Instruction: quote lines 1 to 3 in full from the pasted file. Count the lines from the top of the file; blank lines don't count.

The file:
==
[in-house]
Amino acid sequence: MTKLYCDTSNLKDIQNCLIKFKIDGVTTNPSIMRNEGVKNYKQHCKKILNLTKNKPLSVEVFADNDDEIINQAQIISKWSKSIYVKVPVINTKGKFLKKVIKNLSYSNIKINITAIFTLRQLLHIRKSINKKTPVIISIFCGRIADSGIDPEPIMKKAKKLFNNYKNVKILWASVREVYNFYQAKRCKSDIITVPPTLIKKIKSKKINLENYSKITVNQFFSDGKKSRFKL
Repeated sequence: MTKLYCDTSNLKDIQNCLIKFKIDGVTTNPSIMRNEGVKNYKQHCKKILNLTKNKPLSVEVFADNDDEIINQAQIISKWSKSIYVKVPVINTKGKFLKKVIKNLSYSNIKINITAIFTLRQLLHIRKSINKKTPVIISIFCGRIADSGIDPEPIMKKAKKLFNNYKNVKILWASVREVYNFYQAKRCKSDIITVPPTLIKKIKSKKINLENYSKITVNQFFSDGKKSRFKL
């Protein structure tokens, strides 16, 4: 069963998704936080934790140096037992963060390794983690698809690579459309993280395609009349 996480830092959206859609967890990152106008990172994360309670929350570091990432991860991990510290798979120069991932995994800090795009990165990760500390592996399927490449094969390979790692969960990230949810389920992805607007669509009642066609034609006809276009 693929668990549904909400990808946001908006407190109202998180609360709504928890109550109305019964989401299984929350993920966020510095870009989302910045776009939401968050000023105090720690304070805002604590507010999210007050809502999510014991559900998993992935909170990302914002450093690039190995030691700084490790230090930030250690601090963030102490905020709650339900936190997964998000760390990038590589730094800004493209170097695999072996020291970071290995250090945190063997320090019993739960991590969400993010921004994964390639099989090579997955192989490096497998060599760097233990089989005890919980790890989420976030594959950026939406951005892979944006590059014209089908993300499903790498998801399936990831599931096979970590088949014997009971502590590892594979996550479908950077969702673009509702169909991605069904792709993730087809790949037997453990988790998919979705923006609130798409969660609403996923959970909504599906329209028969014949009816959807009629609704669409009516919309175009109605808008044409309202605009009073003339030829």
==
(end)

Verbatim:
[in-house]
Amino acid sequence: MTKLYCDTSNLKDIQNCLIKFKIDGVTTNPSIMRNEGVKNYKQHCKKILNLTKNKPLSVEVFADNDDEIINQAQIISKWSKSIYVKVPVINTKGKFLKKVIKNLSYSNIKINITAIFTLRQLLHIRKSINKKTPVIISIFCGRIADSGIDPEPIMKKAKKLFNNYKNVKILWASVREVYNFYQAKRCKSDIITVPPTLIKKIKSKKINLENYSKITVNQFFSDGKKSRFKL
Repeated sequence: MTKLYCDTSNLKDIQNCLIKFKIDGVTTNPSIMRNEGVKNYKQHCKKILNLTKNKPLSVEVFADNDDEIINQAQIISKWSKSIYVKVPVINTKGKFLKKVIKNLSYSNIKINITAIFTLRQLLHIRKSINKKTPVIISIFCGRIADSGIDPEPIMKKAKKLFNNYKNVKILWASVREVYNFYQAKRCKSDIITVPPTLIKKIKSKKINLENYSKITVNQFFSDGKKSRFKL